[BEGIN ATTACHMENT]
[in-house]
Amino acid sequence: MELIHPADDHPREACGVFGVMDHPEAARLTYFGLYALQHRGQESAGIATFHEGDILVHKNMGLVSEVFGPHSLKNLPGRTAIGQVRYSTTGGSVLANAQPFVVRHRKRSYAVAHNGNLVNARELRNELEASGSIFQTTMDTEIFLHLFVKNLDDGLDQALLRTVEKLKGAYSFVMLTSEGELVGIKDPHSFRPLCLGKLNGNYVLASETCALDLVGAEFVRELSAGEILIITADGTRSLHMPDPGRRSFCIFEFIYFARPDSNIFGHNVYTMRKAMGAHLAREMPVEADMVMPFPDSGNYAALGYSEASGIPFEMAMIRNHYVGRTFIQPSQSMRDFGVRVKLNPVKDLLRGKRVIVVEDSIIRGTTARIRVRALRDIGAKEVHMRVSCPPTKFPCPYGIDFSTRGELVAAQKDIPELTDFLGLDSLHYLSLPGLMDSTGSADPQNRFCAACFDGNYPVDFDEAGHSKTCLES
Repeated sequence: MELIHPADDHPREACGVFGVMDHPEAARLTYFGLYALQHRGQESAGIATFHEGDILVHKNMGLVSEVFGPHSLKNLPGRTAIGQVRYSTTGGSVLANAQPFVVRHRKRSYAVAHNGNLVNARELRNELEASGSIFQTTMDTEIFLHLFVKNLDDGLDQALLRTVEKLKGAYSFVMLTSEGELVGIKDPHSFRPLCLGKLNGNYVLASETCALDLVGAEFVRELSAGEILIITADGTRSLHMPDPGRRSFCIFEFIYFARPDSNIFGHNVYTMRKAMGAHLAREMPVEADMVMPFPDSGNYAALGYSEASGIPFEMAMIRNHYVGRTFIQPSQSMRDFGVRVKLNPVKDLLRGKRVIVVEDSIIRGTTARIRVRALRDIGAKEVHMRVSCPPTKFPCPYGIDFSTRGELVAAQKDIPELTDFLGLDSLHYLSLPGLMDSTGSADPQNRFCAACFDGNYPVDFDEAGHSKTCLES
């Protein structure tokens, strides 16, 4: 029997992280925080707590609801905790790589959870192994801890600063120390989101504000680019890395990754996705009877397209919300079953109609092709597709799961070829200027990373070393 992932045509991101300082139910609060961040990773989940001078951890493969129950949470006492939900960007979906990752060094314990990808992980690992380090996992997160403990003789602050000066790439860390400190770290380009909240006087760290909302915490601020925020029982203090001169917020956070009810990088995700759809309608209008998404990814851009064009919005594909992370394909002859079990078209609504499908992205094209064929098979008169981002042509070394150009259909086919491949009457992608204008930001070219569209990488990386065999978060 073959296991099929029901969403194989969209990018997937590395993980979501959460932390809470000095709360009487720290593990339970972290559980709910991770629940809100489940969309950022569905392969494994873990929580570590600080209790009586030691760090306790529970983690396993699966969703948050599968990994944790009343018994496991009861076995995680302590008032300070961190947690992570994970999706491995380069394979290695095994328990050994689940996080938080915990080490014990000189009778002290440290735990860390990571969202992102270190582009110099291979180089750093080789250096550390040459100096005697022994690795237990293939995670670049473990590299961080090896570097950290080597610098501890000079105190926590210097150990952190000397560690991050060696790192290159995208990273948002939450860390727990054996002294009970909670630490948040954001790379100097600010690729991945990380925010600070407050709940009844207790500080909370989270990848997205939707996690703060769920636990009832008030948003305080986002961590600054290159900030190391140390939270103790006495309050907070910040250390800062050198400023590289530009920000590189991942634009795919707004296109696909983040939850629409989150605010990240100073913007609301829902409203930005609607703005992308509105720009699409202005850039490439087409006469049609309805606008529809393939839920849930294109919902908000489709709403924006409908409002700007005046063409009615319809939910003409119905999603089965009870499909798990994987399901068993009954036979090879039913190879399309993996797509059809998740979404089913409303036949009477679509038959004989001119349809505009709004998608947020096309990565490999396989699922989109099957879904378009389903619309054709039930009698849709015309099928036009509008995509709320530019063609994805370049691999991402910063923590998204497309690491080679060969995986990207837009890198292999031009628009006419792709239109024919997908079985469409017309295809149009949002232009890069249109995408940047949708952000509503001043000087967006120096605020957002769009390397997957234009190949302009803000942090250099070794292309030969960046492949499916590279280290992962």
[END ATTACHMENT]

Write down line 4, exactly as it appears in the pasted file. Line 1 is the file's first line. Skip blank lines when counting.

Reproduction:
């Protein structure tokens, strides 16, 4: 029997992280925080707590609801905790790589959870192994801890600063120390989101504000680019890395990754996705009877397209919300079953109609092709597709799961070829200027990373070393 992932045509991101300082139910609060961040990773989940001078951890493969129950949470006492939900960007979906990752060094314990990808992980690992380090996992997160403990003789602050000066790439860390400190770290380009909240006087760290909302915490601020925020029982203090001169917020956070009810990088995700759809309608209008998404990814851009064009919005594909992370394909002859079990078209609504499908992205094209064929098979008169981002042509070394150009259909086919491949009457992608204008930001070219569209990488990386065999978060 073959296991099929029901969403194989969209990018997937590395993980979501959460932390809470000095709360009487720290593990339970972290559980709910991770629940809100489940969309950022569905392969494994873990929580570590600080209790009586030691760090306790529970983690396993699966969703948050599968990994944790009343018994496991009861076995995680302590008032300070961190947690992570994970999706491995380069394979290695095994328990050994689940996080938080915990080490014990000189009778002290440290735990860390990571969202992102270190582009110099291979180089750093080789250096550390040459100096005697022994690795237990293939995670670049473990590299961080090896570097950290080597610098501890000079105190926590210097150990952190000397560690991050060696790192290159995208990273948002939450860390727990054996002294009970909670630490948040954001790379100097600010690729991945990380925010600070407050709940009844207790500080909370989270990848997205939707996690703060769920636990009832008030948003305080986002961590600054290159900030190391140390939270103790006495309050907070910040250390800062050198400023590289530009920000590189991942634009795919707004296109696909983040939850629409989150605010990240100073913007609301829902409203930005609607703005992308509105720009699409202005850039490439087409006469049609309805606008529809393939839920849930294109919902908000489709709403924006409908409002700007005046063409009615319809939910003409119905999603089965009870499909798990994987399901068993009954036979090879039913190879399309993996797509059809998740979404089913409303036949009477679509038959004989001119349809505009709004998608947020096309990565490999396989699922989109099957879904378009389903619309054709039930009698849709015309099928036009509008995509709320530019063609994805370049691999991402910063923590998204497309690491080679060969995986990207837009890198292999031009628009006419792709239109024919997908079985469409017309295809149009949002232009890069249109995408940047949708952000509503001043000087967006120096605020957002769009390397997957234009190949302009803000942090250099070794292309030969960046492949499916590279280290992962």